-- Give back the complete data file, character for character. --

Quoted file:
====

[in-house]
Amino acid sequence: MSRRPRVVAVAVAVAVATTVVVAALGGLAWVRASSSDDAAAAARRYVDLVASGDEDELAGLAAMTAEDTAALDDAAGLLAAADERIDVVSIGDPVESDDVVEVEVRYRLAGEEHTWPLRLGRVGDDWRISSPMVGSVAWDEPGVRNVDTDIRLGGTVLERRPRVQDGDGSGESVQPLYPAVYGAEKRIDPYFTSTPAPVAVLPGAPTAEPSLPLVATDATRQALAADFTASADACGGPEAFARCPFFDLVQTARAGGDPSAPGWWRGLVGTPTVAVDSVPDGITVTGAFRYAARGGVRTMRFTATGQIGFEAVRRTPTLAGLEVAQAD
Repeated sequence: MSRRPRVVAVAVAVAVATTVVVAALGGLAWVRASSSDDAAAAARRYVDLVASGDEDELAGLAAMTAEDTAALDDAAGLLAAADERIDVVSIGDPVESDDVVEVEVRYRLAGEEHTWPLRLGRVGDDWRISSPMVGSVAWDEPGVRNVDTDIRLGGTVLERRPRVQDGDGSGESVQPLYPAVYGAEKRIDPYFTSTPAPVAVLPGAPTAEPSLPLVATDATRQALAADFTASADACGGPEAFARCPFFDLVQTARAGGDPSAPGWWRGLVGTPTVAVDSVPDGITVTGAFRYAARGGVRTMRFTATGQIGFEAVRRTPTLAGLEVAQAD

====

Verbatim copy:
[in-house]
Amino acid sequence: MSRRPRVVAVAVAVAVATTVVVAALGGLAWVRASSSDDAAAAARRYVDLVASGDEDELAGLAAMTAEDTAALDDAAGLLAAADERIDVVSIGDPVESDDVVEVEVRYRLAGEEHTWPLRLGRVGDDWRISSPMVGSVAWDEPGVRNVDTDIRLGGTVLERRPRVQDGDGSGESVQPLYPAVYGAEKRIDPYFTSTPAPVAVLPGAPTAEPSLPLVATDATRQALAADFTASADACGGPEAFARCPFFDLVQTARAGGDPSAPGWWRGLVGTPTVAVDSVPDGITVTGAFRYAARGGVRTMRFTATGQIGFEAVRRTPTLAGLEVAQAD
Repeated sequence: MSRRPRVVAVAVAVAVATTVVVAALGGLAWVRASSSDDAAAAARRYVDLVASGDEDELAGLAAMTAEDTAALDDAAGLLAAADERIDVVSIGDPVESDDVVEVEVRYRLAGEEHTWPLRLGRVGDDWRISSPMVGSVAWDEPGVRNVDTDIRLGGTVLERRPRVQDGDGSGESVQPLYPAVYGAEKRIDPYFTSTPAPVAVLPGAPTAEPSLPLVATDATRQALAADFTASADACGGPEAFARCPFFDLVQTARAGGDPSAPGWWRGLVGTPTVAVDSVPDGITVTGAFRYAARGGVRTMRFTATGQIGFEAVRRTPTLAGLEVAQAD